Or, why homeless musicians are a thing
(Published in Business Standard today)
When I was 7 years old, my mother found me at the kitchen table weeping with anxiety because I couldn’t see how I’d ever be able to pay rent. She laughed and said that everything would work out. But my dark foreboding came horribly true. At 44 I’m still at her kitchen table, and she isn’t laughing anymore.
We have lived happily together for years, in a compact that has called for only a little accommodation of each other and even less logistical dependence. We have survived all kinds of delicate interpersonal situations, including a steady chorus of people strongly encouraging her to throw me out—a suggestion that she put aside with some wistfulness. But we have finally reached an intractable place that requires a shakeup.
The problem is my drum set. It’s not going with her sofas.
I know, right? I tucked the thing so far into a corner of the living room that you need to use an ouija board to catch as much as a glimpse of its softly glowing metal and the handsome shine of its black-painted wood. It’s completely silent as long as I don’t play it, which I don’t while she’s in the house. Not going with her sofas—pfffft! She can be so unreasonable—especially since she is responsible for my buying the thing. That’s right, she’s the one who forwarded me the email from someone who was selling an old but excellent kit, in pristine condition, for the price of three or four posh martinis. Her accompanying message read: ‘In case someone in your music circle is interested.’
How was I supposed to know that that person would be me? Fate is a wondrous, numinous thingyjig that we should trust and respect.
So anyway, I’m house hunting. Turns out nobody wants to rent a flat to an Indian. “Don’t worry, uncle,” the broker told one landlord on the phone, “she’s Indian, but she’s like a foreigner only.” This admirably acute and very annoying statement is what got us in the front door everywhere we went.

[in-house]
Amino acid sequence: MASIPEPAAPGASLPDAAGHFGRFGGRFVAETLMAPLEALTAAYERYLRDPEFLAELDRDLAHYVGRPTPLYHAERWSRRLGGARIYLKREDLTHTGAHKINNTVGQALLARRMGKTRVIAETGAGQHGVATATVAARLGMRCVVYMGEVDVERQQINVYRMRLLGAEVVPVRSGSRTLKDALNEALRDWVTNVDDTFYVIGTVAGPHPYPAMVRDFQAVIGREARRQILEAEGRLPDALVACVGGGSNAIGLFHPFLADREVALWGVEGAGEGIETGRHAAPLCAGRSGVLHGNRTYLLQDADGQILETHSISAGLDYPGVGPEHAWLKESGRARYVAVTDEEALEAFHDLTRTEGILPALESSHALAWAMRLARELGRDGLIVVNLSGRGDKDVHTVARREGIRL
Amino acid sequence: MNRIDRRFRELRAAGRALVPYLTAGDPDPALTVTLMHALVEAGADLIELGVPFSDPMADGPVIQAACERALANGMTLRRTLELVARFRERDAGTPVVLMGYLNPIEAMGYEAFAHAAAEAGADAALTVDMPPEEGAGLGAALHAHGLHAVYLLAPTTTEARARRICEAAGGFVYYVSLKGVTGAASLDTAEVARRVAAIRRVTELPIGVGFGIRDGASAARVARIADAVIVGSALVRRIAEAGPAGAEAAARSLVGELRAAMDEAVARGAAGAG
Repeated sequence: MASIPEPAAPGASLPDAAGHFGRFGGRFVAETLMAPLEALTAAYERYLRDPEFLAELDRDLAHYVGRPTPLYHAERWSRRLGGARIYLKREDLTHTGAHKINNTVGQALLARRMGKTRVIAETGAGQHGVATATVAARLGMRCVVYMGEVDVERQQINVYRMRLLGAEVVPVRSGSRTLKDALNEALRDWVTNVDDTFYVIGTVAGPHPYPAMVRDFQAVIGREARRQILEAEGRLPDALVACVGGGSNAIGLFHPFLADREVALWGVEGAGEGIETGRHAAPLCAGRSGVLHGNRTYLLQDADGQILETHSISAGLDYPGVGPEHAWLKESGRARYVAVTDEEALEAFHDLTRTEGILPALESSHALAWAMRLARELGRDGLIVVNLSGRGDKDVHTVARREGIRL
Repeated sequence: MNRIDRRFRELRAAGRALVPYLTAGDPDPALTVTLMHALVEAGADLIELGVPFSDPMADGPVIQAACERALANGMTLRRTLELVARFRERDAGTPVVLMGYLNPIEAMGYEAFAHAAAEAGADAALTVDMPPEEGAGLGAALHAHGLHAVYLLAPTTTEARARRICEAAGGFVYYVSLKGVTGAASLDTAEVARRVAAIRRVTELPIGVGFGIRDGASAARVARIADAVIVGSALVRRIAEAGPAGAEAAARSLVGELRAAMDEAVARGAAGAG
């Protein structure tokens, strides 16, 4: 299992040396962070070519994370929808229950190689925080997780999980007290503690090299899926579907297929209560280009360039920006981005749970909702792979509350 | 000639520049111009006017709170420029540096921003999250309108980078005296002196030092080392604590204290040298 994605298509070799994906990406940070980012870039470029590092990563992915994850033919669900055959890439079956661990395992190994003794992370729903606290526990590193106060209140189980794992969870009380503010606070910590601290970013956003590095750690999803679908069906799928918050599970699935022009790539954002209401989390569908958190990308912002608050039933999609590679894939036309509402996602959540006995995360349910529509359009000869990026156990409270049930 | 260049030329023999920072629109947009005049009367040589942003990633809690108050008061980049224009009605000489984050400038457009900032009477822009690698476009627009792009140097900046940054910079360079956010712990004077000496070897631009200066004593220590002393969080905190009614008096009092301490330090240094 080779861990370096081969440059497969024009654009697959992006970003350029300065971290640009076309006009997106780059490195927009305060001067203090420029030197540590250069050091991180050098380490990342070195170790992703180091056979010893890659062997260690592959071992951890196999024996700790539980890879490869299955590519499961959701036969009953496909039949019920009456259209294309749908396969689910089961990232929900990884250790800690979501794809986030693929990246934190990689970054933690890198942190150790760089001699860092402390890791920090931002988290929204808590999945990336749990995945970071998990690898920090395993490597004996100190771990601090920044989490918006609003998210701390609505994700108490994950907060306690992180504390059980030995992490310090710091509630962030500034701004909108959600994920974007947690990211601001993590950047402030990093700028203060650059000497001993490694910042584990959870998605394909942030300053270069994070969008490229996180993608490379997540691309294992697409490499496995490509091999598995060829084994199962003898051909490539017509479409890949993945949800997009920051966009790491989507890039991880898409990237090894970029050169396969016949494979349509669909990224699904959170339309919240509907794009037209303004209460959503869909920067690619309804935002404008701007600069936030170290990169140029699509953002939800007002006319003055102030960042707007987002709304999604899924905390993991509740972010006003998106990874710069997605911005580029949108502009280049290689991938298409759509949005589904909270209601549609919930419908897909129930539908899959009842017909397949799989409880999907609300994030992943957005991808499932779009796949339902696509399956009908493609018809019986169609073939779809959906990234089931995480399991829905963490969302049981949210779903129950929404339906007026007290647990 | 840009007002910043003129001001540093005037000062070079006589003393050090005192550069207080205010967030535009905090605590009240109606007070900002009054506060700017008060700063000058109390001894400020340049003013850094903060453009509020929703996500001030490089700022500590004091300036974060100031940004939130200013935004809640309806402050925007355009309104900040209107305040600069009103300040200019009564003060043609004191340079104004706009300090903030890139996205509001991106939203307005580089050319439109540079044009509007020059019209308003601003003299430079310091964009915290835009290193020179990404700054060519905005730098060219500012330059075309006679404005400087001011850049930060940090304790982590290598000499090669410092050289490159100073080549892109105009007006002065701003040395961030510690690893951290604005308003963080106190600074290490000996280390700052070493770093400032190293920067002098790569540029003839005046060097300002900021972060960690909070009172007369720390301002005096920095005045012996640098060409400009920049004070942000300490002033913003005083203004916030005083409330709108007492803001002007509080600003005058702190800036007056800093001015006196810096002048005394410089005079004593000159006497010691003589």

One rheumy-eyed nonagenarian landlord smiled and smiled and said I could have the flat for whatever I wanted to pay for it, and he would fix it up any which way, and please when was I moving in. I was about to hand him Rs 10,000 and fetch my suitcase, when the broker murmured, “You’ll have to speak to aunty also.”
Aunty turned out to have a much more investigative streak.
You will live alone? Yes. You have friends? Yes. Girl friends? Friends of both kinds. They will visit? Yes. They will spend the night? Yes, sometimes.
Her smile faded—and we hadn’t even gotten to the drums. That elderly couple would have been dreamy landlords in that they would never have detected the sound of the drums. I mentally bid farewell to that utterly charming, breezy, leafy flat.
The broker was apologetic. “These days,” he said, “boys go to girls’ houses and girls go to boys’ houses, but what to do, she is from another time.” Listen, I replied, I’m not going to lie, and I won’t be questioned after I move in, so don’t bother showing me anyplace where the proprietor will have a problem.
I’m a single Indian woman, I have unpredictable hours and overnight guests, I’m stubborn as a mule, and I like practicing the drums. How hard can this be?